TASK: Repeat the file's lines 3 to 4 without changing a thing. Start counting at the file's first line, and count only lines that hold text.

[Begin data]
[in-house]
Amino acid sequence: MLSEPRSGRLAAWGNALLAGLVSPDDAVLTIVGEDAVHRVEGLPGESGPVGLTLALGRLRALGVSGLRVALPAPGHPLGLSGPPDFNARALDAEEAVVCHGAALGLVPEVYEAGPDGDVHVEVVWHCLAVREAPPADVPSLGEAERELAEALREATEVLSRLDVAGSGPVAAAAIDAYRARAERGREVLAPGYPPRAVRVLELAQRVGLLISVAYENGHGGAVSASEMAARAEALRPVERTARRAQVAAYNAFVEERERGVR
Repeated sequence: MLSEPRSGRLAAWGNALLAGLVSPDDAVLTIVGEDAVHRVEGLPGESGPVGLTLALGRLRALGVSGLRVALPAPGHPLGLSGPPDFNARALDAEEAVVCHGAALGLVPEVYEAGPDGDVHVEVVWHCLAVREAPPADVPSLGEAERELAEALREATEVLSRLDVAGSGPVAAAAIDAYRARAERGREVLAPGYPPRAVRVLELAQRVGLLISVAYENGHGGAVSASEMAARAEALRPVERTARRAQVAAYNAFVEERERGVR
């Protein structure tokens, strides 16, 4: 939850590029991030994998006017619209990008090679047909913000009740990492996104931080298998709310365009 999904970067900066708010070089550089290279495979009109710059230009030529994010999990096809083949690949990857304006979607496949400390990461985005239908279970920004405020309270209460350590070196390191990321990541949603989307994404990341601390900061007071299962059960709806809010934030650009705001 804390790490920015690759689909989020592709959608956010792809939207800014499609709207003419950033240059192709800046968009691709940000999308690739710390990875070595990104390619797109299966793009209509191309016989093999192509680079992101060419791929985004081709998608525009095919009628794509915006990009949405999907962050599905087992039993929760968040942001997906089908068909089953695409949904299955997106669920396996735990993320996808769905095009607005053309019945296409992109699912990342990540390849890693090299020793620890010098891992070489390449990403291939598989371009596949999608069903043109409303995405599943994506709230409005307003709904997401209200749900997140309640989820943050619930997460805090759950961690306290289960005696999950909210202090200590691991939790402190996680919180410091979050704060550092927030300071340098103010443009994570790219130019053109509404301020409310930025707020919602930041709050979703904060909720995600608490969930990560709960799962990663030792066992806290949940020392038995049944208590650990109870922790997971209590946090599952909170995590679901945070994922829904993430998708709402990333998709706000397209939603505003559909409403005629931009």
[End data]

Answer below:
Repeated sequence: MLSEPRSGRLAAWGNALLAGLVSPDDAVLTIVGEDAVHRVEGLPGESGPVGLTLALGRLRALGVSGLRVALPAPGHPLGLSGPPDFNARALDAEEAVVCHGAALGLVPEVYEAGPDGDVHVEVVWHCLAVREAPPADVPSLGEAERELAEALREATEVLSRLDVAGSGPVAAAAIDAYRARAERGREVLAPGYPPRAVRVLELAQRVGLLISVAYENGHGGAVSASEMAARAEALRPVERTARRAQVAAYNAFVEERERGVR
């Protein structure tokens, strides 16, 4: 939850590029991030994998006017619209990008090679047909913000009740990492996104931080298998709310365009 999904970067900066708010070089550089290279495979009109710059230009030529994010999990096809083949690949990857304006979607496949400390990461985005239908279970920004405020309270209460350590070196390191990321990541949603989307994404990341601390900061007071299962059960709806809010934030650009705001 804390790490920015690759689909989020592709959608956010792809939207800014499609709207003419950033240059192709800046968009691709940000999308690739710390990875070595990104390619797109299966793009209509191309016989093999192509680079992101060419791929985004081709998608525009095919009628794509915006990009949405999907962050599905087992039993929760968040942001997906089908068909089953695409949904299955997106669920396996735990993320996808769905095009607005053309019945296409992109699912990342990540390849890693090299020793620890010098891992070489390449990403291939598989371009596949999608069903043109409303995405599943994506709230409005307003709904997401209200749900997140309640989820943050619930997460805090759950961690306290289960005696999950909210202090200590691991939790402190996680919180410091979050704060550092927030300071340098103010443009994570790219130019053109509404301020409310930025707020919602930041709050979703904060909720995600608490969930990560709960799962990663030792066992806290949940020392038995049944208590650990109870922790997971209590946090599952909170995590679901945070994922829904993430998708709402990333998709706000397209939603505003559909409403005629931009």